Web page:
Customer Service | Help | FAQ | PEP-Easy | Report a Data Error | About
:
Login
Tip: To bookmark an article…

PEP-Web Tip of the Day

Want to save an article in your browser’s Bookmarks for quick access? Press Ctrl + D and a dialogue box will open asking how you want to save it.

For the complete list of tips, see PEP-Web Tips on the PEP-Web support page.

Parker, B. (1965). The Role of a Specific Father-Child Interaction Pattern in the Genesis and Psycho-Analytic Treatment of Obsessional Character Neurosis. Int. J. Psycho-Anal., 46:332-341.

(1965). International Journal of Psycho-Analysis, 46:332-341

The Role of a Specific Father-Child Interaction Pattern in the Genesis and Psycho-Analytic Treatment of Obsessional Character Neurosis

Beulah Parker

A particular form of father-son interaction played a dominant part in the psycho-analytic therapy of two adult male patients with obsessional character neurosis. This type of interaction resulted from a parental attitude which will be called 'Masked Authoritarianism', a form of pseudo-democracy which occurs in many forms among middle-class, liberal, educated parents who were themselves reared in an authoritarian family structure, and who give evidence of a conflict between conscious and unconscious value systems. Because of their wish to act democratically, the fathers of these two patients unconsciously masked in various ways the fact that they were manipulating their children's behaviour in an authoritarian way, allowing both themselves and their sons to maintain an illusion that permissiveness prevailed in their educative methods.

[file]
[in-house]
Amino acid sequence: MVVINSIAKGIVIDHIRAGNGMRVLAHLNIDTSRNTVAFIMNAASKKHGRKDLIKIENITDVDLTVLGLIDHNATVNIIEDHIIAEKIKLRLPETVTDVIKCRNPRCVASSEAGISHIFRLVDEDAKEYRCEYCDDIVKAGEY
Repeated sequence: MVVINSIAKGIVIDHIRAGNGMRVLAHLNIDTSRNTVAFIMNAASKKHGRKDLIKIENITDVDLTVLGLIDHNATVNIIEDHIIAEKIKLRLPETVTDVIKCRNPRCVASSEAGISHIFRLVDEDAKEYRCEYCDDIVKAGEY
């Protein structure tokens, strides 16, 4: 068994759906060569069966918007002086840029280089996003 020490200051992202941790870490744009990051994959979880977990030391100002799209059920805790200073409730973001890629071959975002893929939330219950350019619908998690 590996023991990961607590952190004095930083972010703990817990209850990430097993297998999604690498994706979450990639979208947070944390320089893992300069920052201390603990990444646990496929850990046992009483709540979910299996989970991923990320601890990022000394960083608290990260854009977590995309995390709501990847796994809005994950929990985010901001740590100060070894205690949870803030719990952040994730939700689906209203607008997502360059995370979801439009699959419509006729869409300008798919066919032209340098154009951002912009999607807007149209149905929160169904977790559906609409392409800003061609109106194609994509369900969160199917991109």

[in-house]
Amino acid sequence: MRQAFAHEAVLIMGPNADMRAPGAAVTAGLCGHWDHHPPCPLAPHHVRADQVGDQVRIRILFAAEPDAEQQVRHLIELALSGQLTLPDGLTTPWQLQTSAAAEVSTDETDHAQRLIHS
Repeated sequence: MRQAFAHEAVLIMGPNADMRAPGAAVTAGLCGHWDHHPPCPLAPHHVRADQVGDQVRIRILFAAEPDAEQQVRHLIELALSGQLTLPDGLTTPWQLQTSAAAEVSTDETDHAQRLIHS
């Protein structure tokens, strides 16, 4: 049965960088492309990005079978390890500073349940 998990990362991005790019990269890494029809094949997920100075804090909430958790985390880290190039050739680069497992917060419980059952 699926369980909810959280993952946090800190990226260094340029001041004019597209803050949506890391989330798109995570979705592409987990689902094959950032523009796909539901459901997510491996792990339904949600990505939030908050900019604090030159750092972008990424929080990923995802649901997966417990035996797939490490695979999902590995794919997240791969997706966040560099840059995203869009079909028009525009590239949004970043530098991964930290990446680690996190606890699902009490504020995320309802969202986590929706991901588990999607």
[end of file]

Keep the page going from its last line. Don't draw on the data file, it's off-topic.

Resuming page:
When this kind of situation occurs in a family where positive feelings between parent and child are strong, and where in other respects a high degree of honesty and trust characterizes the dealings between them, a special form of interpersonal conflict may develop. This begins at roughly the time of the child's entrance into a phallic-aggressive phase of psycho-sexual development, when parental demands upon him for responsible behaviour and decision-making assume increasing importance. In a specific way the interpersonal conflict reinforces elements of earlier instinctual conflict, strengthens tendencies toward fixation at the anal stage and creates distortions in the child's personality development.

[This is a summary or excerpt from the full text of the book or article. The full text of the document is available to subscribers.]

Copyright © 2019, Psychoanalytic Electronic Publishing, ISSN 2472-6982 Customer Service | Help | FAQ | Download PEP Bibliography | Report a Data Error | About

WARNING! This text is printed for personal use. It is copyright to the journal in which it originally appeared. It is illegal to redistribute it in any form.